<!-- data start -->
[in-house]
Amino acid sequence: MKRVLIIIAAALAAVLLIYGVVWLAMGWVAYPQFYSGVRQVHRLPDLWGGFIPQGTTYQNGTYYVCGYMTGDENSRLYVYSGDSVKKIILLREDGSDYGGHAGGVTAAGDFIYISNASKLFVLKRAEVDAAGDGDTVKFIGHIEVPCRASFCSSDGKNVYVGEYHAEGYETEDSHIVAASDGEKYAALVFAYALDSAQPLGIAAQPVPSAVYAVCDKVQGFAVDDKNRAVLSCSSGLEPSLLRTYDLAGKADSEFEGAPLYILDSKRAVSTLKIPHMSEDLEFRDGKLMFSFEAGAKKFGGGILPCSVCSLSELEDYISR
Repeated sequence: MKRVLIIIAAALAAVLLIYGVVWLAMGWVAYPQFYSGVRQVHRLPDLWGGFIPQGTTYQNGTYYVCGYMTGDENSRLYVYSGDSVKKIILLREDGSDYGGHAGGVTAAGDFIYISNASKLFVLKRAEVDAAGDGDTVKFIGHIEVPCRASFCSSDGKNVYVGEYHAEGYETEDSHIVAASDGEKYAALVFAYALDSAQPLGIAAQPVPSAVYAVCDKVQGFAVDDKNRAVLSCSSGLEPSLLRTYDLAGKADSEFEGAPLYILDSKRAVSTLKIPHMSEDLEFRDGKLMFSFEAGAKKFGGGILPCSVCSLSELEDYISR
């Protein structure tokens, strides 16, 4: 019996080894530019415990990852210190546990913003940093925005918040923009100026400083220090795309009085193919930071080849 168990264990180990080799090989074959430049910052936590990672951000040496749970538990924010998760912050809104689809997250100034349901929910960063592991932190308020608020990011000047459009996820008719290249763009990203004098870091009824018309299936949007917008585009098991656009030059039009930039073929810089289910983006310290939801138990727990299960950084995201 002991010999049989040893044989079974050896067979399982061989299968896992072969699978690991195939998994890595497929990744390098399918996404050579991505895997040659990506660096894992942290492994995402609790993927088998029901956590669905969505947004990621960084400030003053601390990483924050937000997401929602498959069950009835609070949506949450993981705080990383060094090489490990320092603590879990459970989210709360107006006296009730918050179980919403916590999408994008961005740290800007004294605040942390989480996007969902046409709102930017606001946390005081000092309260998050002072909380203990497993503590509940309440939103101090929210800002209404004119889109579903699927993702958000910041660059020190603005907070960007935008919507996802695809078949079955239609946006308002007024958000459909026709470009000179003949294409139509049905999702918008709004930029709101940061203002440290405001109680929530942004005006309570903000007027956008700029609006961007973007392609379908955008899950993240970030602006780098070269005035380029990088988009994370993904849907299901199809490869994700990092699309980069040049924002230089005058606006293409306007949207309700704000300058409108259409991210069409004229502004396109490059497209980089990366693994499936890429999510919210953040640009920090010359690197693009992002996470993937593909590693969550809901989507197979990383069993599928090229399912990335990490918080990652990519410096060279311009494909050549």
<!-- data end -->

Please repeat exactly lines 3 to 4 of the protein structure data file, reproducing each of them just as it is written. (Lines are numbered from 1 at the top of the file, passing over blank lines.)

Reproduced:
Repeated sequence: MKRVLIIIAAALAAVLLIYGVVWLAMGWVAYPQFYSGVRQVHRLPDLWGGFIPQGTTYQNGTYYVCGYMTGDENSRLYVYSGDSVKKIILLREDGSDYGGHAGGVTAAGDFIYISNASKLFVLKRAEVDAAGDGDTVKFIGHIEVPCRASFCSSDGKNVYVGEYHAEGYETEDSHIVAASDGEKYAALVFAYALDSAQPLGIAAQPVPSAVYAVCDKVQGFAVDDKNRAVLSCSSGLEPSLLRTYDLAGKADSEFEGAPLYILDSKRAVSTLKIPHMSEDLEFRDGKLMFSFEAGAKKFGGGILPCSVCSLSELEDYISR
């Protein structure tokens, strides 16, 4: 019996080894530019415990990852210190546990913003940093925005918040923009100026400083220090795309009085193919930071080849 168990264990180990080799090989074959430049910052936590990672951000040496749970538990924010998760912050809104689809997250100034349901929910960063592991932190308020608020990011000047459009996820008719290249763009990203004098870091009824018309299936949007917008585009098991656009030059039009930039073929810089289910983006310290939801138990727990299960950084995201 002991010999049989040893044989079974050896067979399982061989299968896992072969699978690991195939998994890595497929990744390098399918996404050579991505895997040659990506660096894992942290492994995402609790993927088998029901956590669905969505947004990621960084400030003053601390990483924050937000997401929602498959069950009835609070949506949450993981705080990383060094090489490990320092603590879990459970989210709360107006006296009730918050179980919403916590999408994008961005740290800007004294605040942390989480996007969902046409709102930017606001946390005081000092309260998050002072909380203990497993503590509940309440939103101090929210800002209404004119889109579903699927993702958000910041660059020190603005907070960007935008919507996802695809078949079955239609946006308002007024958000459909026709470009000179003949294409139509049905999702918008709004930029709101940061203002440290405001109680929530942004005006309570903000007027956008700029609006961007973007392609379908955008899950993240970030602006780098070269005035380029990088988009994370993904849907299901199809490869994700990092699309980069040049924002230089005058606006293409306007949207309700704000300058409108259409991210069409004229502004396109490059497209980089990366693994499936890429999510919210953040640009920090010359690197693009992002996470993937593909590693969550809901989507197979990383069993599928090229399912990335990490918080990652990519410096060279311009494909050549």